Brian Maloney played pro hockey for years and has seen just about everything there is to see on the ice.
But even he is shocked sometimes by the things he witnesses in Chilliwack men’s rec-league games.
“I’ve been asked to play many, many times and I refuse to because there’s more stick work going on out there than I’ve ever seen,” the Chilliwack Chiefs hockey boss said. “I played 15 years professionally and hardly even got cut. I went out to play with some buddies over Christmas one time and sure enough, 15 minutes in and I’ve got zippers (stitches) over my eyes.”
It’s a problem that isn’t getting better for the popular Chilliwack Adult Hockey League, and Andrew Shaw is the man tasked with fixing it.
Shaw took the reins of the Chilliwack Adult Hockey League just over two months ago.
Already he’s suspended 10 different people for things like spearing someone in the groin, cross-checking someone in the head, sucker-punching and fighting.
“We’re trying to get a wrap on the league, but it’s a bit of wild west right now,” Shaw said. “People need to be reminded that the things they do here could have serious consequences beyond dealing with us.”
Shaw refers to a recent court settlement in Ontario, where a man was hit from behind during a beer-league game in Ottawa and was awarded $700,000 for the long-term injuries that resulted. The settlement sets a new precedent, opening the window to future court action against players who misbehave on the ice.
“When I phone some of these guys, they’re lucky they’re dealing with me and not the police, because honestly, when you cross-check someone in the head, that’s assault,” Shaw says.
Rec league is theoretically non-contact, but Maloney acknowledges it’s filled with competitive guys who cross lines they shouldn’t in the name of winning. As an ex-player himself, he can put himself in their skates and understand, on some level, how things happen.
“I know what a lot of these guys are thinking, and the guys who are lashing out are often doing it because another guy is playing ‘too hard’ in a recreational setting,” he explained. “Someone quote unquote ‘deserves it’ because he’s using his stick, he’s getting in on the body and he’s working too hard. Their way to police that is to jump him or sucker-punch him to ‘teach him a lesson.’
“So I guess it goes both ways. Yes, there are different and much better ways to handle that situation rather than cross-checking a guy or sucker-punching him in the head, but the guys who are hacking and whacking need to realize that there’s a way to be competitive and play hockey without doing that.”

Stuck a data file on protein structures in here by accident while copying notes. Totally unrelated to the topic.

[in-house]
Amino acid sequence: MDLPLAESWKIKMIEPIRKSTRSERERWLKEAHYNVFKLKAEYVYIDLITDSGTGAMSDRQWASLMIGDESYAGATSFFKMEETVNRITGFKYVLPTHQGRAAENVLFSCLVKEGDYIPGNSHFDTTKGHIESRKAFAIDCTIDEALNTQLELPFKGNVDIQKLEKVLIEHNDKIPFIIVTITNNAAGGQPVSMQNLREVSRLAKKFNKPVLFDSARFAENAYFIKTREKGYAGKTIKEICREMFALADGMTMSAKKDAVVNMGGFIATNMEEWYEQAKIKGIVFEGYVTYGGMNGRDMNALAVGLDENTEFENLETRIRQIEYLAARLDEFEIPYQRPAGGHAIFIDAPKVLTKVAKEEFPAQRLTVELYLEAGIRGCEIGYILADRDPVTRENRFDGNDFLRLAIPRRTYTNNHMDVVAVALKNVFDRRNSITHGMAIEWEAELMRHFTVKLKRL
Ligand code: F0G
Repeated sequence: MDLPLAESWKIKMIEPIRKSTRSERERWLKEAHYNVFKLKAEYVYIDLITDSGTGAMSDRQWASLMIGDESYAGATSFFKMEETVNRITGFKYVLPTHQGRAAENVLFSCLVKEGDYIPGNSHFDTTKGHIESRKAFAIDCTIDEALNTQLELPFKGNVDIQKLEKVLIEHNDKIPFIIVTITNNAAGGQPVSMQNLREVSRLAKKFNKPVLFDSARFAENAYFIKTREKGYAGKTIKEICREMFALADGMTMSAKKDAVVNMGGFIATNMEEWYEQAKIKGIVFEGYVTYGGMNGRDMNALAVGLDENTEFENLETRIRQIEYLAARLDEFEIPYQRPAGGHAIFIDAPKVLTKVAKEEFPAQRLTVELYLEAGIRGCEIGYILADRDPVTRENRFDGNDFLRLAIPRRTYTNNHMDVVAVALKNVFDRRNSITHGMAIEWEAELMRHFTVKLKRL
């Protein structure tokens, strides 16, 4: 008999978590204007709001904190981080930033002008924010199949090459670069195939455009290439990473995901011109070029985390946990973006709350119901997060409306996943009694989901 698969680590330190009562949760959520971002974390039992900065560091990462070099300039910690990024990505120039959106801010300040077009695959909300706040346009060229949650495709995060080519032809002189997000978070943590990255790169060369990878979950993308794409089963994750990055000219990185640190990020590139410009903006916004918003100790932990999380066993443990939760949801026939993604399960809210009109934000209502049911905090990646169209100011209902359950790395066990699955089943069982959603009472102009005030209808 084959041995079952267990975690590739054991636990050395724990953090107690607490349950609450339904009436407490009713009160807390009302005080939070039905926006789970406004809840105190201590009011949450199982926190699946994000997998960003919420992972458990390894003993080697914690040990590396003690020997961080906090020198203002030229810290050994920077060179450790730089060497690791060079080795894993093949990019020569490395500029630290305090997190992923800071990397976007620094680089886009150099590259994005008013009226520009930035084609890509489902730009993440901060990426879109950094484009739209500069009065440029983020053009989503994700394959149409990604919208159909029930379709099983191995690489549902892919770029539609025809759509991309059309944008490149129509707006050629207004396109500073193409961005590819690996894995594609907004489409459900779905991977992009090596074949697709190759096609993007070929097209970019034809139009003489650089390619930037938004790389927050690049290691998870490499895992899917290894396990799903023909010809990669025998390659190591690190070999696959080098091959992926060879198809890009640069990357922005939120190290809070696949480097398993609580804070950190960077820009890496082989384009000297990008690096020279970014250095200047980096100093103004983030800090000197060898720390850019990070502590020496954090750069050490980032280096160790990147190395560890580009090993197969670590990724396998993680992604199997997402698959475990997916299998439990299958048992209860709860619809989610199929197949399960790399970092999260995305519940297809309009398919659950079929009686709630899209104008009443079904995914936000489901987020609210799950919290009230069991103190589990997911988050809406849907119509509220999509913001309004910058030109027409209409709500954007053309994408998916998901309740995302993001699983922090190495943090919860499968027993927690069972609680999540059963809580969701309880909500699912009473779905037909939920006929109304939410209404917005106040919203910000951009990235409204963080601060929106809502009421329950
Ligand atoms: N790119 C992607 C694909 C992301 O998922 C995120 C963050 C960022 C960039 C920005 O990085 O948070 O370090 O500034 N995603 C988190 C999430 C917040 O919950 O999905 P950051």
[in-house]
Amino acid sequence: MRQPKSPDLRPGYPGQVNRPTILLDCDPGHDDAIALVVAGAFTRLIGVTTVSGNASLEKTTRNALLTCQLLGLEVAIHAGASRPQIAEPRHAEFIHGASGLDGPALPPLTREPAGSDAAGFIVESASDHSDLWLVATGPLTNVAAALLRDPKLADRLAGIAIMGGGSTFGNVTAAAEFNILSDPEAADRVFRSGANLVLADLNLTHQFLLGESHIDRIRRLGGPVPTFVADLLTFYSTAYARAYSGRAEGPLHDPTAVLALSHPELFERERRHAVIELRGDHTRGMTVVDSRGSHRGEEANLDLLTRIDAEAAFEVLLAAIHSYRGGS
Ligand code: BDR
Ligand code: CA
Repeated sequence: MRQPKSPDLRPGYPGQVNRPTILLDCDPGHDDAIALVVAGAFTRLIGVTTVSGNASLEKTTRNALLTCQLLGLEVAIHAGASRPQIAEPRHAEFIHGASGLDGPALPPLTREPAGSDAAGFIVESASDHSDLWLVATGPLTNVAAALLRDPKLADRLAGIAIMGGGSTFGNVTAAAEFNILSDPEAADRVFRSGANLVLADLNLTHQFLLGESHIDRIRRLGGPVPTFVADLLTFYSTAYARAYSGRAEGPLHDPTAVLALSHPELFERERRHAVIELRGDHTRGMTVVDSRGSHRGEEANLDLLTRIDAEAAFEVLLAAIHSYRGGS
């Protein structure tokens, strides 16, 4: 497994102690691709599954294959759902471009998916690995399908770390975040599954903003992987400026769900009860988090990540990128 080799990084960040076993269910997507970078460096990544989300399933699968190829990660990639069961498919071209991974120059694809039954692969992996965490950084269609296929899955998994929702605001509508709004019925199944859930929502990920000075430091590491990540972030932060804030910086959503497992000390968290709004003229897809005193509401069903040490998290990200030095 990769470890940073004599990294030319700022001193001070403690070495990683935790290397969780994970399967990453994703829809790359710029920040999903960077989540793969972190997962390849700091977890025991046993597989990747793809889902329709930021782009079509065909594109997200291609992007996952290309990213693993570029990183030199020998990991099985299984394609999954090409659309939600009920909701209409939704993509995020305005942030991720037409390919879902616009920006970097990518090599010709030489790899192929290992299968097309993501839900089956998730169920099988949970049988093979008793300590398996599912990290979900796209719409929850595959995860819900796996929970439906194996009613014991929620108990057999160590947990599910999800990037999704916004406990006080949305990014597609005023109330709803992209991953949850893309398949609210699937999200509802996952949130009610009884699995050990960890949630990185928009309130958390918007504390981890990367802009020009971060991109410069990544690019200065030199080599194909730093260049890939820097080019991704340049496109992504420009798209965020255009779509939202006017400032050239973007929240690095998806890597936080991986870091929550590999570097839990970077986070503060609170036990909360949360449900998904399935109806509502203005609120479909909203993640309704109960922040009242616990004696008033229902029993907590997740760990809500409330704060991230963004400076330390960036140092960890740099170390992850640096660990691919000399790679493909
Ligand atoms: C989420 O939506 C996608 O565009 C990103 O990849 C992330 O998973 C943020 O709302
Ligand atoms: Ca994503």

Hockey has evolved significantly over the last few decades, away from bench-clearing brawls and enforcers whose sole job was to enforce the ‘hockey code.’
Maloney believes there is a certain respect between players that didn’t always exist, even with his junior A Chiefs.
“I know recreational hockey is still competitive and people want to win, but that respect factor needs to be there,” he noted. “It’s happening at the higher levels and I don’t know why it’s not happening at the recreational level.
“I’d like to think it’s more competitive at the junior or pro levels, but you don’t see guys getting sucker-punched anymore in our league (BCHL) or those higher leagues. There’s hardly any fighting anymore either. So it’s being proven that there is a way to be competitive and still play the sport.”
The Chilliwack Adult Hockey League has a thick rule book that covers a lot ground. Maloney says part of the problem is it hasn’t been properly enforced.
“The last thing we want to do is suspend these guys or fine them because they’re valuable members of our community who are taking time out of their schedules and paying money to play in our league,” he says. “But maybe handing out more suspensions is the answer.”
Every game is on video, and Shaw says he can go back and check the tape for any incident, so no one is going to get away with anything.
And he does pump the brakes on the idea that the entire Chilliwack Adult Hockey League is full of maniacs running around trying to recreate a scene from Slap Shot.
This is simply Shaw wanting them to behave better and sort this out themselves before something really bad happens.
“The idea isn’t to call our guys out and embarrass them,” Shaw says. “It’s just to set the conversation and gently remind them of the expectations.”